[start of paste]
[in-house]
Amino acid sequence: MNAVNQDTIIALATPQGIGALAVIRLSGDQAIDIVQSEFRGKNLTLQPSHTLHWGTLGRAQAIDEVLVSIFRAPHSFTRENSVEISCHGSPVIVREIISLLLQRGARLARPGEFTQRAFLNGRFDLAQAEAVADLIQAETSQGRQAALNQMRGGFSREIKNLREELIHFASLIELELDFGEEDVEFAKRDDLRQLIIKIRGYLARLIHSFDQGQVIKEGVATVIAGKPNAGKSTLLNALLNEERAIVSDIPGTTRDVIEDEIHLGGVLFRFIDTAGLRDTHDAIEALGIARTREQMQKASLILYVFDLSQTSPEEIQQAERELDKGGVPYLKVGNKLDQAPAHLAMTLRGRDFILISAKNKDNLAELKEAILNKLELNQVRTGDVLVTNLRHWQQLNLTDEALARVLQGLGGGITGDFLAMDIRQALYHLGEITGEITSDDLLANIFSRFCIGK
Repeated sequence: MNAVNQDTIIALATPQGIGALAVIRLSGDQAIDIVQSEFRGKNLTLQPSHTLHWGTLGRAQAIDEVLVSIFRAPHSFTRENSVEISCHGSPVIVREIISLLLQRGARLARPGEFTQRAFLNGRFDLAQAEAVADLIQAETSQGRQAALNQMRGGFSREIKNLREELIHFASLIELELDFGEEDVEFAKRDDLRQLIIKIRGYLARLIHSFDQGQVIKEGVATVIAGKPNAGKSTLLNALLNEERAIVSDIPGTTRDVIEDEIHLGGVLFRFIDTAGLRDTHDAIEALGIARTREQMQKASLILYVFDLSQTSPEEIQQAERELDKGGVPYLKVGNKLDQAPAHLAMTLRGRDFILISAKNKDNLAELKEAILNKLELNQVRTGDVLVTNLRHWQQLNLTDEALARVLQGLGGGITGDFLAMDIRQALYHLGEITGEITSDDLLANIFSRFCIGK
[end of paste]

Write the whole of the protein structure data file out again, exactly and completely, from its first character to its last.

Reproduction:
[in-house]
Amino acid sequence: MNAVNQDTIIALATPQGIGALAVIRLSGDQAIDIVQSEFRGKNLTLQPSHTLHWGTLGRAQAIDEVLVSIFRAPHSFTRENSVEISCHGSPVIVREIISLLLQRGARLARPGEFTQRAFLNGRFDLAQAEAVADLIQAETSQGRQAALNQMRGGFSREIKNLREELIHFASLIELELDFGEEDVEFAKRDDLRQLIIKIRGYLARLIHSFDQGQVIKEGVATVIAGKPNAGKSTLLNALLNEERAIVSDIPGTTRDVIEDEIHLGGVLFRFIDTAGLRDTHDAIEALGIARTREQMQKASLILYVFDLSQTSPEEIQQAERELDKGGVPYLKVGNKLDQAPAHLAMTLRGRDFILISAKNKDNLAELKEAILNKLELNQVRTGDVLVTNLRHWQQLNLTDEALARVLQGLGGGITGDFLAMDIRQALYHLGEITGEITSDDLLANIFSRFCIGK
Repeated sequence: MNAVNQDTIIALATPQGIGALAVIRLSGDQAIDIVQSEFRGKNLTLQPSHTLHWGTLGRAQAIDEVLVSIFRAPHSFTRENSVEISCHGSPVIVREIISLLLQRGARLARPGEFTQRAFLNGRFDLAQAEAVADLIQAETSQGRQAALNQMRGGFSREIKNLREELIHFASLIELELDFGEEDVEFAKRDDLRQLIIKIRGYLARLIHSFDQGQVIKEGVATVIAGKPNAGKSTLLNALLNEERAIVSDIPGTTRDVIEDEIHLGGVLFRFIDTAGLRDTHDAIEALGIARTREQMQKASLILYVFDLSQTSPEEIQQAERELDKGGVPYLKVGNKLDQAPAHLAMTLRGRDFILISAKNKDNLAELKEAILNKLELNQVRTGDVLVTNLRHWQQLNLTDEALARVLQGLGGGITGDFLAMDIRQALYHLGEITGEITSDDLLANIFSRFCIGK